Monday, August 18, 2014

A Crowded Wilderness

August 11, 2014 © Thomas J. Kollenborn. All Rights Reserved.

Looking down on Apache Junction from high in the Superstition Wilderness Area.
Since the creation of the Superstition Wilderness Area in 1939, Americans have enjoyed the beauty and solitude of this special portion of the Sonoran Desert. This wilderness is a land of great diversity in both fauna and flora. The animals range from the delicate hummingbird to the large black bear. The flora exhibits a wide range of species from the giant saguaro cactus to the stately ponderosa pine.

This wilderness was created to preserve a portion of the Sonoran Desert, in its natural state, for future generations of Americans to enjoy.  Those who conceived the idea of this wilderness wanted to preserve the region because they visualized the future growth of the Salt River Valley. This growth has had a dynamic impact on the Superstition Wilderness Area over the past four decades. Forest Service Managers have not been able to solve all problems associated with uncontrolled urban sprawl. 

When the U.S. Department of Agriculture set aside 124,120 acres as a wilderness area in 1939 there was quite an outcry. The area was first reclassified as primitive area permitting cattle raising, recreation and mining. This classification became the backbone of the multi-use or purpose concept. The cattle industry had the loudest voice because the mining interests realized there was little potential within the boundaries of the wilderness except for prospectors and treasure hunters with a lot of dreams. The region was eventually closed to mineral entry on December 31, 1983. The wilderness was increased in 1984 by approximately 35,640 acres preserving the region around Haunted Canyon. 

The original designation of the area as “road-less” had little impact on people because driving in such an area was very limited anyway. The managers of the wilderness allowed access corridors within the wilderness. One was the nine- mile Reavis Ranch Corridor and the other was the three and a half-mile Tortilla Ranch Corridor.

From 1939 through 1962, there was little opposition or concern by the public of the Superstition Primitive Area. Between 1960-1965 there was considerable growth in the use of off-road vehicles and outdoor recreation. This public interest in the outdoors and the increased population in the valley created management problems for those who managed public lands.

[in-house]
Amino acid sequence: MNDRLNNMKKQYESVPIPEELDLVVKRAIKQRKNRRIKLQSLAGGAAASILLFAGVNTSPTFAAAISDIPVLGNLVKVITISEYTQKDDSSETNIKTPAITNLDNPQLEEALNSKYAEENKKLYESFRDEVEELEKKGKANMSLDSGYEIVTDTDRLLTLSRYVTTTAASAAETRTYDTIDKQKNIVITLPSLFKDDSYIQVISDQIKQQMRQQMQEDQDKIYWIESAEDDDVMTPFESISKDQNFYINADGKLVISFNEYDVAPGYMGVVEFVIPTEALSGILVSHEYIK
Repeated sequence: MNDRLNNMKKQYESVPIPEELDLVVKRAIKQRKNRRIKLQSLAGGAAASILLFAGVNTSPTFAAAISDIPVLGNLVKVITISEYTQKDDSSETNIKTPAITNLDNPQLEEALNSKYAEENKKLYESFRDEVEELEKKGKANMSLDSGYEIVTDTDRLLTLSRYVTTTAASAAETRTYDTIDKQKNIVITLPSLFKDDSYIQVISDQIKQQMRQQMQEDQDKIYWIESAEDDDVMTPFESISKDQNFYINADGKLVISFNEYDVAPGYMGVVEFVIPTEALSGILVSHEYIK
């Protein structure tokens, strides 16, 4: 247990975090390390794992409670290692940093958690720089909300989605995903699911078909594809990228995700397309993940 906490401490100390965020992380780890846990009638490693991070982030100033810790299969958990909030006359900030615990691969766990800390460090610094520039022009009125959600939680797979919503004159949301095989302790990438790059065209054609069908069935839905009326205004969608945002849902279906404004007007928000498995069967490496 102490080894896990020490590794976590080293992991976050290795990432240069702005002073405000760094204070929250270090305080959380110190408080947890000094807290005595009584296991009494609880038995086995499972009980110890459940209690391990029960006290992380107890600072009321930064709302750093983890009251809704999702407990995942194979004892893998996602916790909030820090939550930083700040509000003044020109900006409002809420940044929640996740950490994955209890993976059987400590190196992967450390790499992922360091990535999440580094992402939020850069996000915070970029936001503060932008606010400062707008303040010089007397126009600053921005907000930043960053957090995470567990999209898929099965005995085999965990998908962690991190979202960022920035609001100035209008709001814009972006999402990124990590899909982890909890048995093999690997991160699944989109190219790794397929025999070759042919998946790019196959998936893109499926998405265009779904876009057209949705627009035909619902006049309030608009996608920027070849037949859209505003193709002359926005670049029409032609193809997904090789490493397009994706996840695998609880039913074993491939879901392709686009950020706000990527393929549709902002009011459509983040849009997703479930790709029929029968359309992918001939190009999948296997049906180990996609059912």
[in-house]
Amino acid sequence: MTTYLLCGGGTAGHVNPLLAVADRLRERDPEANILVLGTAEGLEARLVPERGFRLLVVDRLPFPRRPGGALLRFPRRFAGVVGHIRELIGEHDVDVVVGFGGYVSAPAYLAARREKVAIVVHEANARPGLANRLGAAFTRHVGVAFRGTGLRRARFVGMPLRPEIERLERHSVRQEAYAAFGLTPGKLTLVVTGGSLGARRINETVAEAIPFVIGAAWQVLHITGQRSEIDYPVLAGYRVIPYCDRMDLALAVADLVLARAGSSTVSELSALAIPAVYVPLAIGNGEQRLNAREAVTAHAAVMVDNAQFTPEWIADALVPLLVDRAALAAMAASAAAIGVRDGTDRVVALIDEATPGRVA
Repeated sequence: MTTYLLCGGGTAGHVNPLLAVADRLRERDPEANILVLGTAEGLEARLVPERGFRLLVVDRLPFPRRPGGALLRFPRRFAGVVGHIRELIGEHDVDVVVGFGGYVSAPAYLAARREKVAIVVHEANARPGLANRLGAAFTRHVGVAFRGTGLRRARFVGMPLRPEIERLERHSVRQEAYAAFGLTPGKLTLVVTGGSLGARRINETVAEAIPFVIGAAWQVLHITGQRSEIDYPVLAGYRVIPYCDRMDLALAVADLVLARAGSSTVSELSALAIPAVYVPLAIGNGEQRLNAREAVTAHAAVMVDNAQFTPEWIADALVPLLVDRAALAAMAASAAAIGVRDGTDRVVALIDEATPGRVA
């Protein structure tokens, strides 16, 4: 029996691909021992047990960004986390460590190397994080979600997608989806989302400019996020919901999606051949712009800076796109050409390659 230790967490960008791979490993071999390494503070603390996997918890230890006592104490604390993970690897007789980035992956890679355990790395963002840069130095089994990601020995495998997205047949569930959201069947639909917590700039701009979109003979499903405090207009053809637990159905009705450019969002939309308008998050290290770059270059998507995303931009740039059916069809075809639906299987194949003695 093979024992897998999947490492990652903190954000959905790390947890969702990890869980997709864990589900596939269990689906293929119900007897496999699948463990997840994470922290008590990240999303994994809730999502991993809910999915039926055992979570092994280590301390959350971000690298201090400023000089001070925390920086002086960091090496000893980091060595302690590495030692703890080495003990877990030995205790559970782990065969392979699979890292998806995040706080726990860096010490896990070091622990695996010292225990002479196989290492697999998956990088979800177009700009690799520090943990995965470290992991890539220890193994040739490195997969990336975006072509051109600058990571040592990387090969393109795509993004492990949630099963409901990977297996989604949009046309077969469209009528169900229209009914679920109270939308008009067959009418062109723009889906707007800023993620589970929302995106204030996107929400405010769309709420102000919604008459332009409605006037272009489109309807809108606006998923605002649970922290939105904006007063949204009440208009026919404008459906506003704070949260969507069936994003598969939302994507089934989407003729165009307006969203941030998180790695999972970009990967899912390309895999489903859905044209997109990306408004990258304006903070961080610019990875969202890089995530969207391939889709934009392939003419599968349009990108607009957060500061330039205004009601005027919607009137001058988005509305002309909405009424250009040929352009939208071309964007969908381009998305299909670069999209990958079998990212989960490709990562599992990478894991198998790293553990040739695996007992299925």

Outdoor recreation groups organized and began to provide input as to what public lands should be used for. This resulted in a better-defined multi-purpose plan for public lands, however it did not address primitive public lands such as the Superstition Primitive Area.

The United States Congress passed the National Wilderness Act in 1964. The purpose of the bill was to set aside and protect certain scenic and unique areas in the United States for future generations.  Since the passage of this act, the demand on the Superstition Wilderness Area by hikers, backpackers, outfitters, and horsemen for economic and recreational purposes has far exceeded any original planning.  The problems of overuse became immediately apparent. Trail erosion, fire rings, pollution, decrease in wildlife, plant damage and mining all had an impact on future plans. The original management plan was soon obsolete. The impact of people on the wilderness has been reduced by a constant revision of plans and regulations.  The Superstition Wilderness Area, because of its close proximity to a rapidly expanding metropolitan area, has in reality become an urban wilderness for weekenders. During the week this region is quiet and peaceful, but look out on the weekends.   

Contrary to the philosophy of some, the wilderness has become an outdoor museum to history and legend, as well as a scenic wonderland of gigantic cliffs, towering spires, and deep canyons.  To preserve this unique character and solitude some very tough decisions will have to be made in the near future to control access. 

The Department of Agriculture has implemented a parking fee system at both First Water and Peralta Trailheads. The fee of four dollars a day is one way of controlling or reducing use. For this fee structure to succeed, limited parking will have to be enforced which will eventually lead to reservations similar to the Grand Canyon’s restrictions. We all know too many people loving a place to death, eventually leads to the strictest of regulations and control. Eventually the trailhead parking fees were lifted by the Department of Agriculture.

As a young man working on the Quarter Circle U Ranch just a little southeast of the Peralta Trailhead I recall a true and desolate desert frontier.  Huge herds of Javelina roamed the desert. I saw herds that numbered between thirty and forty.  Mule deer were so numerous they visited our windmill site daily.  There were even a few prospectors living in the hills. Hikers were virtually unknown in the 1950s. There were a few horses and riders, but they were few and far between. It was a different time, cattle roamed the range and we just about had the place to ourselves. 

Future planners must recognize the desperate need there is for open space, parks and green belts as they continue to cover the desert with houses.  The City of Apache Junction and Pinal County supervisors have an obligation to their citizens to preserve some of this desert for future generations. If the building of communities continue in this desert at a fast pace we will soon run out of water and probably decent infrastructure for the citizens of this county. The future of such places as the Superstition Wilderness Area lies in our hands.